Yesterday, I joined the team at Sky News Arabia for a live discussion of the latest report on Syria by an independent UN panel. Special thanks to Sky News producer Arwa Sawan, reporter Joseph Khawly, and anchor Amer Abdel Aziz for giving Amnesty International USA an opportunity to share our analysis of the grave human rights situation.

The report (PDF) is a catalog of violence, suffering, and geopolitical developments, focusing on events between January 15th and May 15th of this year. It was produced by the Independent International Commission of Inquiry on the Syrian Arab Republic, established by the UN Human Rights Council in 2011.

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Joseph Kony Was Here

Satellite image of likely LRA camp in Kafia Kingi. Click to see full image . (Photo Credit: Digitial Globe 2013).

Satellite image of likely LRA camp in Kafia Kingi. Click to see full image . (Photo Credit: Digitial Globe 2013).

Now where will the US go on the ICC?
While international justice has seen many milestones over the last months, including the surrender of “The Terminator” Bosco Ntaganda, one of the most well known fugitives from the International Criminal Court (ICC) remains on the loose. Joseph Kony, the Lord Resistance Army’s (LRA) notorious leader, has so far evaded arrest. However, as of today, attempts to locate his whereabouts have gotten a considerable boost. In fact, thanks to satellite imagery, we might know the exact coordinates of his recent location.

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One Palestinian Village Obama Should Visit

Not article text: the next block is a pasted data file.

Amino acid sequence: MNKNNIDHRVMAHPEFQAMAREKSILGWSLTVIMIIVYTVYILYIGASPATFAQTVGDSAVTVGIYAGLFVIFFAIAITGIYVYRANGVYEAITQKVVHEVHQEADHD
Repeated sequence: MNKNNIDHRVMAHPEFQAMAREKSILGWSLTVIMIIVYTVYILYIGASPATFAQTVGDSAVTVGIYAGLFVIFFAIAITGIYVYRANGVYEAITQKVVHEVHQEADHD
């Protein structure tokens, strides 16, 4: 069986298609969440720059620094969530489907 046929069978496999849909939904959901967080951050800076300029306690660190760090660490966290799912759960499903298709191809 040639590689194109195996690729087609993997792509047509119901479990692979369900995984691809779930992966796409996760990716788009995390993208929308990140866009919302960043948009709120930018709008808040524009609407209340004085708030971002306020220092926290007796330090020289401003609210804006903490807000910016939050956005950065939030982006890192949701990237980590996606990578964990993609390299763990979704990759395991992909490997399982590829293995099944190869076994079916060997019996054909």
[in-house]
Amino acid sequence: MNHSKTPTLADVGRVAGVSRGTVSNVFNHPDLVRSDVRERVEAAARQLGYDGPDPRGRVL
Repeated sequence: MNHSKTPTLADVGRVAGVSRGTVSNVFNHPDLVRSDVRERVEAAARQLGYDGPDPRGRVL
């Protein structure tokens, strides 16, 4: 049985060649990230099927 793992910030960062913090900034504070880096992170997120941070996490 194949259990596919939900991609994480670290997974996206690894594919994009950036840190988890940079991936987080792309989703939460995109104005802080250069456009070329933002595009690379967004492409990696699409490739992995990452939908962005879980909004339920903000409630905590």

Former prisoner of conscience Bassem Tamimi holds plastic and rubber-coated bullets fired by Israeli forces.

Former prisoner of conscience Bassem Tamimi holds plastic and rubber-coated bullets fired by Israeli forces.

Yesterday morning, US President Barack Obama arrived in Israel to much fanfare.  He has said that he has come to listen.  One place he should start is the Palestinian village of Nabi Saleh, located in the Israeli-occupied West Bank.

I visited Nabi Saleh last week as part of an Amnesty International research mission to the West Bank.  The village sits atop a hill, facing the illegal Israeli settlement Halamish.  The settlers of Halamish, like so many other Israeli settlers in the Occupied Palestinian Territories (OPT), are backed by the lethal force of the Israeli army.

For protesting against the settlement, the residents of Nabi Saleh have paid a heavy price.  I spoke with village resident Bassem Tamimi, a man who Amnesty International previously declared a prisoner of conscience when he was imprisoned by Israel for involvement in peaceful protests.  During Bassem’s most recent jail term, his brother-in-law Rushdi Tamimi, 31, was shot by Israeli soldiers at another protest in November 2012 and died days later in a hospital.  In December 2011, another member of the village, Mustafa Tamimi, died after being hit in the face by a tear gas canister fired at close range from an Israeli military jeep.